Superman almost covered his shock, but Henderson could see it. "I found out someone was hunting up the records of children born at about the right time," he continued. "I have some friends who helped me—Lois would say I know guys who know guys." He smiled tightly and abruptly killed the siren. Ahead, a gravel road branched off to the right. He slowed the car and took the road carefully. "Eventually, I tracked the inquiries to a secret government agency that we both know and love: Bureau 39. They've been trying to root out the human-Kryptonian hybrids, Superman—kids who are the innocent consequences of the invasion—and kill them. I've been close to exposing them twice, and twice they've gotten away, leaving me without any evidence. They know someone's after them, but I've covered my tracks pretty well—I don't think they know I'm their shadow, or I probably wouldn't be alive, now. They're not going to get away this time. No one—especially not the agent of some faceless government agency—is going to take my daughter away from me, whoever her biological father may have been."

Superman was silent a moment. "I'm sorry, Bill," he said, finally. "I wish I'd known." He paused and added, "And I wish you'd asked me for help with Bureau 39. I'd have given it to you. I have a few investigative abilities of my own, you know."

"Yeah, I suppose I should have, but I had more than one secret to keep. This was a secret between Sue and me. Valerie doesn't know, anymore than Linda Lennox knows. I'm good at keeping secrets—and I had no idea you were keeping one just as explosive as I was."

Superman smiled very slightly. "I had a feeling you saw a lot more than you should have back there," he said. "You were always too observant for my comfort level. It's a good thing I trust you as much as I do."

"You need to work harder on your poker face," Henderson said. "Your secret's safe with me, Clark. I wanted you to know that. Now—" he slowed down until the car was moving at a crawl, "you're going to promise me you'll do exactly as I tell you. I am *not* going to go back and tell Lois I let her husband get killed. And we're not going to let these pseudo-Nazi goons get away again."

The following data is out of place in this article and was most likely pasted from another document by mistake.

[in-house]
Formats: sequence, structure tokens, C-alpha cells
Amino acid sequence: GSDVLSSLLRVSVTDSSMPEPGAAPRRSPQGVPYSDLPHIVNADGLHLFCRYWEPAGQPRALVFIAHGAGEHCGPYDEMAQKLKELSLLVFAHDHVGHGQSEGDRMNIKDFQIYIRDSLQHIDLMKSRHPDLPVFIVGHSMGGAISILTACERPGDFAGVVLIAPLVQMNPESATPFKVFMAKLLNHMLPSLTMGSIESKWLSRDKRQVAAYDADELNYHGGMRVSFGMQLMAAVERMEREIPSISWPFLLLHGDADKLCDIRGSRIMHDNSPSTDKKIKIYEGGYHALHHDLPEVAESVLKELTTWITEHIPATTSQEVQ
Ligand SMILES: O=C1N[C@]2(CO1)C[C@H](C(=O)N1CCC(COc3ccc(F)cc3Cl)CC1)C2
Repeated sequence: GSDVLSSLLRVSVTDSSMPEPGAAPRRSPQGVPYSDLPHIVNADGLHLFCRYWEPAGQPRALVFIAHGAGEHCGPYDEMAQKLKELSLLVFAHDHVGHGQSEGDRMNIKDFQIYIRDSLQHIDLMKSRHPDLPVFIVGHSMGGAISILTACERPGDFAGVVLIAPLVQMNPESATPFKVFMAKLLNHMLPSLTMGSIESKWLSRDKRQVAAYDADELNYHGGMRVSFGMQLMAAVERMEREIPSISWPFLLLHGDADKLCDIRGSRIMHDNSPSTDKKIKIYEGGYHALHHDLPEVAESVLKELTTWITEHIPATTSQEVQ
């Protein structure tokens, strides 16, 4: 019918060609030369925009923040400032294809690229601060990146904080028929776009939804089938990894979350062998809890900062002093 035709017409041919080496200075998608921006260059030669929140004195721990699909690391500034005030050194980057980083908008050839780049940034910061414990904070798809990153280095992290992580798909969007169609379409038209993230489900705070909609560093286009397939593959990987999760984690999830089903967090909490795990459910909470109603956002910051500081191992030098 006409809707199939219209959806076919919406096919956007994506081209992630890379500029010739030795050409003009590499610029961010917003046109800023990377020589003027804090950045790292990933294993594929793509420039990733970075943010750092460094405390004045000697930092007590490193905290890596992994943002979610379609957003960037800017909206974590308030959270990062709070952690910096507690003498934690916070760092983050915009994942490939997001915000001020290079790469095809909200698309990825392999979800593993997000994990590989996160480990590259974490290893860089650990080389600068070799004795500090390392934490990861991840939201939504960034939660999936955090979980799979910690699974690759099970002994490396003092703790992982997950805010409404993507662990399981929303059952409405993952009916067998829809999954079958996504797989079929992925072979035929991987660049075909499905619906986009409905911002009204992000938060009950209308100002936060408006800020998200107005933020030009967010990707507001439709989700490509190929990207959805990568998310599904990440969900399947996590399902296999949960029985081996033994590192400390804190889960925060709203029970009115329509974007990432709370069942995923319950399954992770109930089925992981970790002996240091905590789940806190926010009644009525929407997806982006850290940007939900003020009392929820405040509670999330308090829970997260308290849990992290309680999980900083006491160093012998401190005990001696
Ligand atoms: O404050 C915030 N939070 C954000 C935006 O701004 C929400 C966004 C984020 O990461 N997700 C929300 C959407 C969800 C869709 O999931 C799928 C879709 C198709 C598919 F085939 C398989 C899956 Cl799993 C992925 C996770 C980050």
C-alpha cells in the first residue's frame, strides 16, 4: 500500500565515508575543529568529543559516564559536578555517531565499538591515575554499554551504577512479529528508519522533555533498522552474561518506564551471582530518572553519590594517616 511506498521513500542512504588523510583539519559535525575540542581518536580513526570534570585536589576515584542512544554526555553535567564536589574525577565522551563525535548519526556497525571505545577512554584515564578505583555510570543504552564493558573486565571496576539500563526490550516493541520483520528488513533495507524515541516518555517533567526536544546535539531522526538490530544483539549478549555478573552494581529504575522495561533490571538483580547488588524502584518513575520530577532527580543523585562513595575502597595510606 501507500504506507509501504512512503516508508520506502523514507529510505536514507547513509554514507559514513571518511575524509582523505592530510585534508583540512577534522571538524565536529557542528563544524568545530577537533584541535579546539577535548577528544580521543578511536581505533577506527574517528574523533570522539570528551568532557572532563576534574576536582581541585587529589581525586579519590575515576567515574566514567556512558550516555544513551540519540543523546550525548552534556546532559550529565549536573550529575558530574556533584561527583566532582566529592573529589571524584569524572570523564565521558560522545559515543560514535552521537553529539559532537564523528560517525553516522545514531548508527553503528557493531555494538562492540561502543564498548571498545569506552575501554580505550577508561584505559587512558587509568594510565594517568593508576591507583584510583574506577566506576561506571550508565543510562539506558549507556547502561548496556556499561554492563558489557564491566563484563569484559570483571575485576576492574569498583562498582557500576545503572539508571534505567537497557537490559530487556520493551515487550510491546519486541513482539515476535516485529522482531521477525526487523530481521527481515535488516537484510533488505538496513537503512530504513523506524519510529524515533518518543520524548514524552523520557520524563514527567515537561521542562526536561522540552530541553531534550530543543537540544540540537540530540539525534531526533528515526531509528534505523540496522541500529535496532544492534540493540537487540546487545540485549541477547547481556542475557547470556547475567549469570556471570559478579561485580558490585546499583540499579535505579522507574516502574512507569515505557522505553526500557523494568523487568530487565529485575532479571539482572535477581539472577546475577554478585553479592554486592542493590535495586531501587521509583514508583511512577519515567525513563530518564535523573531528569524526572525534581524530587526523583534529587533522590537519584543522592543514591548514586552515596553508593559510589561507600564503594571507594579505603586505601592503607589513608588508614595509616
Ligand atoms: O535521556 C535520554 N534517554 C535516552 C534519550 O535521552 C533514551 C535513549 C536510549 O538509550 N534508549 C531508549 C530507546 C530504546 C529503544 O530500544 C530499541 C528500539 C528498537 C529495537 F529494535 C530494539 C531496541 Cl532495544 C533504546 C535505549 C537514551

"You're the boss," Clark said, and Henderson could see that he meant it. "Just tell me what you want me to do."


CJ squeezed through the window with no room to spare and slid to the floor. He stayed on hands and knees for several seconds, listening intently.

Somewhere below him, he could hear the voices of several men speaking, calling to each other occasionally. Those must be the guys outside hunting for him. There seemed to be a lot more than four, now. At some distance from the voices, he could hear Jimmy sobbing. His brother's voice was coming from somewhere on the same level he was on. The kids must be imprisoned on this floor, somewhere not far away, probably under guard.

Forcing himself to ignore his brother's crying, he trained his hearing on the other voices below them. One of them was closer, probably in the house, itself. Whoever he was, his voice had a distinct southern accent and seemed, from the tone, to belong to someone in authority.